Some of the items on this list amount to blatant theft of credit which is due to others. For example, in 2011 Kersty Hobson, then at Oxford and now a professor at Cardiff, was lead author of a paper entitled Public Responses to Climate Change. Her co-author Simon Niemeyer was at the Australian National University in Canberra.

She told The Mail on Sunday: 'This paper had nothing whatsoever to do with the CCCEP. It was completely funded by the Australian Research Council.' Another case is a study led by Oxford's Prof Stephen Duncan on 'optimal harvesting of fish stocks under a time-varying discount rate', a highly technical paper based on data from the Peruvian anchovy industry in the 1970s. Prof Duncan said: 'This piece of research was not funded by the CCCEP. It came out of ideas three of us had at Oxford when we were all based here.'

Mr Ward disputed this, claiming that the CCCEP should have been 'properly acknowledged' because Prof Hepburn was a co-author.

Other papers on the Gateway To Research list bear no relation to climate change and the CCCEP's goals. One is called 'Traffic lights and food choice: a choice experiment examining the relationship between nutritional food labels and price.'

Lead author Prof Kelvin Balcombe, of Reading University, said: 'I certainly wouldn't think it appropriate to claim this as a CCCEP output. It's not about climate change. And they had nothing to do with it.'

Mr Ward admitted including this on the list was a mistake, as was a paper on noise pollution and its effect on human happiness by the LSE's Diana Weinhold. He said: 'Some publications have been mistakenly uploaded.' It would take steps to put this right.

Academic funding experts reacted with astonishment to our investigation. Lord Willetts, the Universities Minister from 2010 to 2014, said: 'There is an assumption that academics are bound by ethical principles. The system relies on trust as well as policing by administrators.'

Dr Wager said: 'It's troubling the funder has not spotted this. If you're claiming credit for work when you shouldn't, that is not fair to other institutions who play by the rules.'

Former Labour Minister Lord Donaghue, a governor of the LSE for 25 years, called for an inquiry, saying: 'To preserve the academic integrity of the LSE, it is necessary that the relevant funding authorities launch a full investigation.'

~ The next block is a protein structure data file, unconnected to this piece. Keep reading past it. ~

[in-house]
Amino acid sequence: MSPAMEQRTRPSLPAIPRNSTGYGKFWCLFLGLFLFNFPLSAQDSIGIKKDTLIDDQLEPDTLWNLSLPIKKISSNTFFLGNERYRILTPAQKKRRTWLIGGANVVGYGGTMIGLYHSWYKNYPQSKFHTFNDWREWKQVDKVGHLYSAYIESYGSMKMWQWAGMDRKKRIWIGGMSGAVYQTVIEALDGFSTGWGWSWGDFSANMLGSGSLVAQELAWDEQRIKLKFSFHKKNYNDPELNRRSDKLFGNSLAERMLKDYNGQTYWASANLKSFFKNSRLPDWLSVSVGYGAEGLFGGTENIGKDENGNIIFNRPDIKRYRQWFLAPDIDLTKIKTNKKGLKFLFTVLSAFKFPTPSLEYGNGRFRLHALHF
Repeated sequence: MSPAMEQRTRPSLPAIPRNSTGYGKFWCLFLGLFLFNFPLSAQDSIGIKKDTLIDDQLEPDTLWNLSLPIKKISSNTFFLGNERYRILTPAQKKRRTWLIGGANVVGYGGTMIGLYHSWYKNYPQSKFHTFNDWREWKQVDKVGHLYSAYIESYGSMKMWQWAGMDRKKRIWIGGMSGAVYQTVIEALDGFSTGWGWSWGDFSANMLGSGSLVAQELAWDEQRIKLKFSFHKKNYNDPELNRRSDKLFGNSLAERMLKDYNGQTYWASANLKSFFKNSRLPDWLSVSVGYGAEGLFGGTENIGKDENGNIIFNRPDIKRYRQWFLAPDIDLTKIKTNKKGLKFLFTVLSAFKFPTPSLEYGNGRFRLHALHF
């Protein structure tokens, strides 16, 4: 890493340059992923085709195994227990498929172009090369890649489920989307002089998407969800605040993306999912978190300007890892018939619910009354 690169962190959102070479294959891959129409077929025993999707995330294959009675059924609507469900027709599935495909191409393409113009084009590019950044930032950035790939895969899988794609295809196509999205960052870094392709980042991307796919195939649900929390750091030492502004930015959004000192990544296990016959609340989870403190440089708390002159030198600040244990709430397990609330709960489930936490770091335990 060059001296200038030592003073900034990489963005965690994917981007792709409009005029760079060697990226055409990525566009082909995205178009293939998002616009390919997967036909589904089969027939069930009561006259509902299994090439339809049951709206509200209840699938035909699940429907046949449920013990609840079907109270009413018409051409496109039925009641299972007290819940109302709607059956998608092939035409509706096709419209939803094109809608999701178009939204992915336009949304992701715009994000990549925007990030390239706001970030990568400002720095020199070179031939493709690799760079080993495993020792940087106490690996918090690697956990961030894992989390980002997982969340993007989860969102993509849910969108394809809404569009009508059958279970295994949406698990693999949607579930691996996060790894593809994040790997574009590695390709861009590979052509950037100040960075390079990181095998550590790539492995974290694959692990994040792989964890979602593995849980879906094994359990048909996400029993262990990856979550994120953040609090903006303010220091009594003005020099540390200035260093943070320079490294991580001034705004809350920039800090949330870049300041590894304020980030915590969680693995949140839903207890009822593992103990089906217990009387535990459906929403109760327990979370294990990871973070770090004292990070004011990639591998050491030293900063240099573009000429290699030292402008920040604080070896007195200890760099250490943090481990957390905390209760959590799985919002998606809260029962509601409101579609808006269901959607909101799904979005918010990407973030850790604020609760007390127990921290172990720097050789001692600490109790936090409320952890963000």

The ESRC said the second phase of the CCCEP's grant was paid because the council concluded that 'the work of the centre had been excellent'.

Mr Ward said the CCCEP is a 'world class university research centre', and when it asked for the second slice of funding from the ESRC, it submitted in all '520 research and policy outputs' and 139 media articles. He added: 'We reject any suggestion that we misrepresented the outputs of the Centre in our submission to the mid-term review.' He claimed our investigation was an attempt to 'promote climate change denial'.


Australia: Slow and steady on climate policy

The Turnbull government will ensure the next phase of its climate policy meets Australia's obligations under the Paris deal but isn't "messianic", Deputy Prime Minister Barnaby Joyce says.

The government will review its full suite of climate policies in 2017, as the emissions reduction fund exhausts its $2.55 billion budget and the coalition looks to other methods to cut carbon pollution.

Environmental groups have concerns the review will provide a smokescreen to drop climate action and respond to sceptics within the government and on the Senate crossbench who see it as a waste of taxpayers' money.

Mr Joyce told reporters in Brisbane on Monday the government would ensure it met its Paris target - to reduce emissions by 26-28 per cent below 2005 levels by 2030 - which builds on its 2020 target of reducing emissions by five per cent below 2000 levels.

"We believe in our obligations as signed off by an international treaty in Paris and we'll make sure we meet them," Mr Joyce said.

"We are on target to meet them at the moment and we are doing it at a vastly more affordable way than the Labor party ever was."

But he said the government would not achieve the target "by changing the whole world, like the ACT, to 100 per cent renewables - what a load of crock".

"We are not going be a messianic figure out there by ourselves," he said.

Labor leader Bill Shorten said he would like the review to be conducted in a bipartisan way.

"(But) we're not going to get bipartisanship while Malcolm Turnbull has lost his spine on climate change," Mr Shorten told reporters in Perth.

"He did have it once, no questioning that, but now he's so keen to keep his job he'll swap climate change policy for climate scepticism ... he won't take any real action in terms of the fundamental issues including standing up for renewable energy."

Mr Turnbull's deal with the Rudd Labor government on a carbon pollution reduction scheme ended with his own party dumping him in favour of Tony Abbott.



For more postings from me, see  DISSECTING LEFTISM, TONGUE-TIED, EDUCATION WATCH INTERNATIONAL, POLITICAL CORRECTNESS WATCH, FOOD & HEALTH SKEPTIC and AUSTRALIAN POLITICS. Home Pages are   here or   here or   here.  Email me (John Ray) here.  

Preserving the graphics:  Most graphics on this site are hotlinked from elsewhere.  But hotlinked graphics sometimes have only a short life -- as little as a week in some cases.  After that they no longer come up.  From January 2011 on, therefore, I have posted a monthly copy of everything on this blog to a separate site where I can host text and graphics together -- which should make the graphics available even if they are no longer coming up on this site.  See  here or here